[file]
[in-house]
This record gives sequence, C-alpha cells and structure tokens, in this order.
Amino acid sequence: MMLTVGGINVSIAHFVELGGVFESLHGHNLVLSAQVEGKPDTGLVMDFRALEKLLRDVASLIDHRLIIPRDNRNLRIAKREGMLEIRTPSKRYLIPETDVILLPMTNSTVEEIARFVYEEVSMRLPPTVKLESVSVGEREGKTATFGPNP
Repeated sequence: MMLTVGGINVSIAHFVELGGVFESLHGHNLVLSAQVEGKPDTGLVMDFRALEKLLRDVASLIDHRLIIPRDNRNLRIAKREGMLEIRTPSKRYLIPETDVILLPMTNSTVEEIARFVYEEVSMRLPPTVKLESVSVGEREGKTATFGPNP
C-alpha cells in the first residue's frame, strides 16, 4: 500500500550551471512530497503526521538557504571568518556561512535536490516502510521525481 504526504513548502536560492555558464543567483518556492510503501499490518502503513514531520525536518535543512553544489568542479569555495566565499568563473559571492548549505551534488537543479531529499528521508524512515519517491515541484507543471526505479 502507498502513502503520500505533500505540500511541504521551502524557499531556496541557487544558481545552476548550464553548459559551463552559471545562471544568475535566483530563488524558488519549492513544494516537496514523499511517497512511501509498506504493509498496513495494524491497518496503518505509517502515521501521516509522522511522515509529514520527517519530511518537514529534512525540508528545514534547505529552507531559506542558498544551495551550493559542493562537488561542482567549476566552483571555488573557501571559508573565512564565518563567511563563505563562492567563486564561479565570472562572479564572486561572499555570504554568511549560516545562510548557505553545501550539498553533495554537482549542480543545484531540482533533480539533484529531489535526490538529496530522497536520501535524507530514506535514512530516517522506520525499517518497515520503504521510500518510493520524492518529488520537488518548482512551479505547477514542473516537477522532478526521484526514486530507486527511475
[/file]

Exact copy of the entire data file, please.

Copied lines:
[in-house]
This record gives sequence, C-alpha cells and structure tokens, in this order.
Amino acid sequence: MMLTVGGINVSIAHFVELGGVFESLHGHNLVLSAQVEGKPDTGLVMDFRALEKLLRDVASLIDHRLIIPRDNRNLRIAKREGMLEIRTPSKRYLIPETDVILLPMTNSTVEEIARFVYEEVSMRLPPTVKLESVSVGEREGKTATFGPNP
Repeated sequence: MMLTVGGINVSIAHFVELGGVFESLHGHNLVLSAQVEGKPDTGLVMDFRALEKLLRDVASLIDHRLIIPRDNRNLRIAKREGMLEIRTPSKRYLIPETDVILLPMTNSTVEEIARFVYEEVSMRLPPTVKLESVSVGEREGKTATFGPNP
C-alpha cells in the first residue's frame, strides 16, 4: 500500500550551471512530497503526521538557504571568518556561512535536490516502510521525481 504526504513548502536560492555558464543567483518556492510503501499490518502503513514531520525536518535543512553544489568542479569555495566565499568563473559571492548549505551534488537543479531529499528521508524512515519517491515541484507543471526505479 502507498502513502503520500505533500505540500511541504521551502524557499531556496541557487544558481545552476548550464553548459559551463552559471545562471544568475535566483530563488524558488519549492513544494516537496514523499511517497512511501509498506504493509498496513495494524491497518496503518505509517502515521501521516509522522511522515509529514520527517519530511518537514529534512525540508528545514534547505529552507531559506542558498544551495551550493559542493562537488561542482567549476566552483571555488573557501571559508573565512564565518563567511563563505563562492567563486564561479565570472562572479564572486561572499555570504554568511549560516545562510548557505553545501550539498553533495554537482549542480543545484531540482533533480539533484529531489535526490538529496530522497536520501535524507530514506535514512530516517522506520525499517518497515520503504521510500518510493520524492518529488520537488518548482512551479505547477514542473516537477522532478526521484526514486530507486527511475